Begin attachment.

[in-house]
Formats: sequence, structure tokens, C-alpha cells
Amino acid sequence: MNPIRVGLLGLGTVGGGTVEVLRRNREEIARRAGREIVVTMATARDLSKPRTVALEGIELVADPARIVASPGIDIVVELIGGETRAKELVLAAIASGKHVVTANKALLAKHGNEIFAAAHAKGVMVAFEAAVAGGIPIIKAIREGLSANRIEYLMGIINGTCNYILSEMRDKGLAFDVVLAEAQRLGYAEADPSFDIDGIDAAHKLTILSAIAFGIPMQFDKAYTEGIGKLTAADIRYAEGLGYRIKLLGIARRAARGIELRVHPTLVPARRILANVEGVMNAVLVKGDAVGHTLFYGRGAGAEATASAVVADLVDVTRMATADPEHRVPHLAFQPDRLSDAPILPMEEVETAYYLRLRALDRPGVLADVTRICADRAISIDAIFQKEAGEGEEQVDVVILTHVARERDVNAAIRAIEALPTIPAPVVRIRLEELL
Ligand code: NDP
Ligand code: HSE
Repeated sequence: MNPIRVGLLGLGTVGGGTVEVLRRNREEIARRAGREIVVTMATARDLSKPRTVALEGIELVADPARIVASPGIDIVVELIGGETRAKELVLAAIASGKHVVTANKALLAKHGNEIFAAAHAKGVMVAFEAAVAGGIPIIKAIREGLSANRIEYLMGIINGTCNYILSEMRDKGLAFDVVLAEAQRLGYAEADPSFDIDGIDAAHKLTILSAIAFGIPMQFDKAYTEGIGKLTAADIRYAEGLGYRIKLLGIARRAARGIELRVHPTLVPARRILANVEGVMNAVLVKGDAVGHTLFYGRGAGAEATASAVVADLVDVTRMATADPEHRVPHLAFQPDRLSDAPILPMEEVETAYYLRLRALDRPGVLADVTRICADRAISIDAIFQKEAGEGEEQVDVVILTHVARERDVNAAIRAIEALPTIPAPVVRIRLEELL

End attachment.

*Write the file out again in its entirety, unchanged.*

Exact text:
[in-house]
Formats: sequence, structure tokens, C-alpha cells
Amino acid sequence: MNPIRVGLLGLGTVGGGTVEVLRRNREEIARRAGREIVVTMATARDLSKPRTVALEGIELVADPARIVASPGIDIVVELIGGETRAKELVLAAIASGKHVVTANKALLAKHGNEIFAAAHAKGVMVAFEAAVAGGIPIIKAIREGLSANRIEYLMGIINGTCNYILSEMRDKGLAFDVVLAEAQRLGYAEADPSFDIDGIDAAHKLTILSAIAFGIPMQFDKAYTEGIGKLTAADIRYAEGLGYRIKLLGIARRAARGIELRVHPTLVPARRILANVEGVMNAVLVKGDAVGHTLFYGRGAGAEATASAVVADLVDVTRMATADPEHRVPHLAFQPDRLSDAPILPMEEVETAYYLRLRALDRPGVLADVTRICADRAISIDAIFQKEAGEGEEQVDVVILTHVARERDVNAAIRAIEALPTIPAPVVRIRLEELL
Ligand code: NDP
Ligand code: HSE
Repeated sequence: MNPIRVGLLGLGTVGGGTVEVLRRNREEIARRAGREIVVTMATARDLSKPRTVALEGIELVADPARIVASPGIDIVVELIGGETRAKELVLAAIASGKHVVTANKALLAKHGNEIFAAAHAKGVMVAFEAAVAGGIPIIKAIREGLSANRIEYLMGIINGTCNYILSEMRDKGLAFDVVLAEAQRLGYAEADPSFDIDGIDAAHKLTILSAIAFGIPMQFDKAYTEGIGKLTAADIRYAEGLGYRIKLLGIARRAARGIELRVHPTLVPARRILANVEGVMNAVLVKGDAVGHTLFYGRGAGAEATASAVVADLVDVTRMATADPEHRVPHLAFQPDRLSDAPILPMEEVETAYYLRLRALDRPGVLADVTRICADRAISIDAIFQKEAGEGEEQVDVVILTHVARERDVNAAIRAIEALPTIPAPVVRIRLEELL